ANALYSIS

I. Motion to Dismiss

Defendant NUSA filed an Answer to Walgreens' First Amended Complaint on July 29, 2012 and then filed its Rule 12(b)(6) motion to dismiss approximately two months later on September 24, 2012. Under these circumstances, NUSA's motion to dismiss is untimely. See Fed.R.Civ.P. 12(b)(b) ("A motion asserting any of these defenses must be made before pleading if a responsive pleading is allowed."). Courts review untimely motions to dismiss as motions for judgment on the pleadings under Rule 12(c), which employs the same standard as Rule 12(b)(6). See Hayes v. City of Chicago, 670 F.3d 810, 813 (7th Cir. 2012); Alioto v. Town of Lisbon, 651 F.3d 715, 718 (7th Cir. 2011).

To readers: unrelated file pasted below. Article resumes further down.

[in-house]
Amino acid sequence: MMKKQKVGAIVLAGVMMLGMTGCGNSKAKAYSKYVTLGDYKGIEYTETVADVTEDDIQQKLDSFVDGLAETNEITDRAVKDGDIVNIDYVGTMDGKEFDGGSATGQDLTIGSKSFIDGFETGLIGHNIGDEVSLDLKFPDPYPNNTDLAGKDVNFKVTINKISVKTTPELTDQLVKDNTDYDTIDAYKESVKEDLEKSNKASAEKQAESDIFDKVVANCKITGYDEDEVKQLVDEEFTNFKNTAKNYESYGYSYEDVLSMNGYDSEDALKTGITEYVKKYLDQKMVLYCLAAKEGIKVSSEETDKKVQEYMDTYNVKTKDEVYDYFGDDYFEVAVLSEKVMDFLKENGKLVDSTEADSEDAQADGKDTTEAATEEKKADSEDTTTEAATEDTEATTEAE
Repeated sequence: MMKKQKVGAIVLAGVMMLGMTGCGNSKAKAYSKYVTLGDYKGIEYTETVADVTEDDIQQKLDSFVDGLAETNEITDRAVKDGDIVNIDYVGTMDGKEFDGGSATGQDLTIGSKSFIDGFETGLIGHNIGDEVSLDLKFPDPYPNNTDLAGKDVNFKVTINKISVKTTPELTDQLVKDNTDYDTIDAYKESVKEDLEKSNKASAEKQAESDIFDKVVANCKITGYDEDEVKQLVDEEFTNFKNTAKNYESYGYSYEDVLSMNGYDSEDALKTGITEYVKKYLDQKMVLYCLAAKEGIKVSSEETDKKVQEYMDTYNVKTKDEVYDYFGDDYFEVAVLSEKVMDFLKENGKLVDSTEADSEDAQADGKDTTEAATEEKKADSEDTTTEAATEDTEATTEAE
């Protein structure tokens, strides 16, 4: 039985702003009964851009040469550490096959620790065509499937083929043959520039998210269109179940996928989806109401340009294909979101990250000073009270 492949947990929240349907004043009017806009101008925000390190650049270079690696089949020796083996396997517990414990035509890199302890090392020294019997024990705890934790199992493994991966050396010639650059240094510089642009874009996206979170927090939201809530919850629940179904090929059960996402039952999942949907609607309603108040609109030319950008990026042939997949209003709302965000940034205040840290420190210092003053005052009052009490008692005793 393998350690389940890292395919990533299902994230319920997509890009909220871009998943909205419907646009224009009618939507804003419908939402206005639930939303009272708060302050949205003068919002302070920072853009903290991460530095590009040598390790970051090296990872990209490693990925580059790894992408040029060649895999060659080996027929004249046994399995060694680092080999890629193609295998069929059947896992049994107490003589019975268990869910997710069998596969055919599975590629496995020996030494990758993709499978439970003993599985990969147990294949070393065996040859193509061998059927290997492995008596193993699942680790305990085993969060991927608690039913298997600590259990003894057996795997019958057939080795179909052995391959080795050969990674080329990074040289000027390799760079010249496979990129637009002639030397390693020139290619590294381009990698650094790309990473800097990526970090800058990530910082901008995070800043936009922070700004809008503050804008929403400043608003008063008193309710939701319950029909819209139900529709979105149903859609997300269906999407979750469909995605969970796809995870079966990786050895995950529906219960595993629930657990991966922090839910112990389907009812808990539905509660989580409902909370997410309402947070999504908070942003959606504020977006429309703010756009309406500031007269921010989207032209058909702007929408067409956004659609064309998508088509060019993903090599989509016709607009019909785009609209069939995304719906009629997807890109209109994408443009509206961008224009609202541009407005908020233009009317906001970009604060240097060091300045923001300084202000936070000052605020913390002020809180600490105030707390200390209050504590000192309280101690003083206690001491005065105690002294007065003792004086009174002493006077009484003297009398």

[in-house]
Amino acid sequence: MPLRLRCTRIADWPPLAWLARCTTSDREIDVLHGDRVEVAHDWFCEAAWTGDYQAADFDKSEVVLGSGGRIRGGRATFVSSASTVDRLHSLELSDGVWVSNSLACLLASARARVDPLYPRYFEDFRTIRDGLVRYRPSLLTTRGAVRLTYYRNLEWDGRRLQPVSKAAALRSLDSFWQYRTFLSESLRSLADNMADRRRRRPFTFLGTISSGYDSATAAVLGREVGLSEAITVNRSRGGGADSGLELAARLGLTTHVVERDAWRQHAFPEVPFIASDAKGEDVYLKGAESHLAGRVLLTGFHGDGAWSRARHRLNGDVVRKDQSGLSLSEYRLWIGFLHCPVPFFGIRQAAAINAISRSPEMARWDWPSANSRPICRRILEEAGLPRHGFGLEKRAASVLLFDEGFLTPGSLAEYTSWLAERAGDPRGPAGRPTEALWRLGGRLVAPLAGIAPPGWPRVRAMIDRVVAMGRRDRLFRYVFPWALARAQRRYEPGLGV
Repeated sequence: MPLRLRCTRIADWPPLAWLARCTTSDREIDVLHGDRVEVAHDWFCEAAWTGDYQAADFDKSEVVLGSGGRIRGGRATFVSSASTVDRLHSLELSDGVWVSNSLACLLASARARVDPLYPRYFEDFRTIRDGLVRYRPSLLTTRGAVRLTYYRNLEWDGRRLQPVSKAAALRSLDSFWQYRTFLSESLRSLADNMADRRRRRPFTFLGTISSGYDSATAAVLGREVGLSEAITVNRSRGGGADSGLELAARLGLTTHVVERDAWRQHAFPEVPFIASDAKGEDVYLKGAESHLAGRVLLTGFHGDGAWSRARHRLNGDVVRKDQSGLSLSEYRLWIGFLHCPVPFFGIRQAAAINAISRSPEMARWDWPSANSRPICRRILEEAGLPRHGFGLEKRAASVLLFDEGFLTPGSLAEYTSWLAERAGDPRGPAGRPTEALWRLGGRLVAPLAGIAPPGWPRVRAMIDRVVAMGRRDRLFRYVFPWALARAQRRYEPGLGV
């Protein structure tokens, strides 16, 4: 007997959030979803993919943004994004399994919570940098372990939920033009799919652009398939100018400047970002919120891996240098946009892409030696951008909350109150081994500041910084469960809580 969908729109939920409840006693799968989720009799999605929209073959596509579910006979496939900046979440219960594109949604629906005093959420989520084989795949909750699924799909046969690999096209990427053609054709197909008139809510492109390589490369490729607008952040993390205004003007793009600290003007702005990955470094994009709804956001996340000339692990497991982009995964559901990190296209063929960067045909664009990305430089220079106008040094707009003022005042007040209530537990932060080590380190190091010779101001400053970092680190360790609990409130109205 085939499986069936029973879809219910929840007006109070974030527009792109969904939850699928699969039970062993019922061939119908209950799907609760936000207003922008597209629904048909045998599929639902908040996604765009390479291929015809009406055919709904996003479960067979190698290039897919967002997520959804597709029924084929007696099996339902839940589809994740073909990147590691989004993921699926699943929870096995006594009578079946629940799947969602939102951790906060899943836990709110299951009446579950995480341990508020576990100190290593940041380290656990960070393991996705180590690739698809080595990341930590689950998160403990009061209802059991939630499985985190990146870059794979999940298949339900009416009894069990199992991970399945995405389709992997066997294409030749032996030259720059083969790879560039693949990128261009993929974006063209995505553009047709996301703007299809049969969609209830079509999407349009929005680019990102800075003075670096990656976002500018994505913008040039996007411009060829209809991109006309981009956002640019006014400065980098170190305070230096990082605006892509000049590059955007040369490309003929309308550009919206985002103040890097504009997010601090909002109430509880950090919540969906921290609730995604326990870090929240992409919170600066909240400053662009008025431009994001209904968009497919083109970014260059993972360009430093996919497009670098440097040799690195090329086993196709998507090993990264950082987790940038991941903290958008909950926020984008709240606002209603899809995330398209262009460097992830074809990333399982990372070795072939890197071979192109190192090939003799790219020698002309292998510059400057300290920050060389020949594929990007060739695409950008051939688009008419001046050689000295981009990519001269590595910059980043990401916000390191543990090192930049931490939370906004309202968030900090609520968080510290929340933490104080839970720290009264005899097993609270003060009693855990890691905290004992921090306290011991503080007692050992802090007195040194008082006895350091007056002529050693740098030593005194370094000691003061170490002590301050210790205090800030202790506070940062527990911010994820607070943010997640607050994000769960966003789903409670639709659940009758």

In its motion, NUSA argues that because it is not a party to any of the leases discussed above, the Court should dismiss it as a Defendant to this action. Walgreens, however, has alleged that NUSA is the alter ego, principal, or parent company of NUSA V, NUSA XVII, and NUSA XXIII (First Am. Compl. ¶¶ 2-5.) Walgreens further alleges that NUSA took action in concert with its alter egos, agents, or subsidiaries giving rise to the numerous breaches of the respective leases. (Id. ¶¶ 19, 21, 27, 34, 35, 51, 57.) In fact, in its Second Amended Answer, NUSA admits it is the principal of NUSA V and NUSA XVII, although it denies that NUSA XXIII is its alter ego, agent, or subsidiary. (R. 49, Sec. Am. Answer, ¶¶ 4, 5.)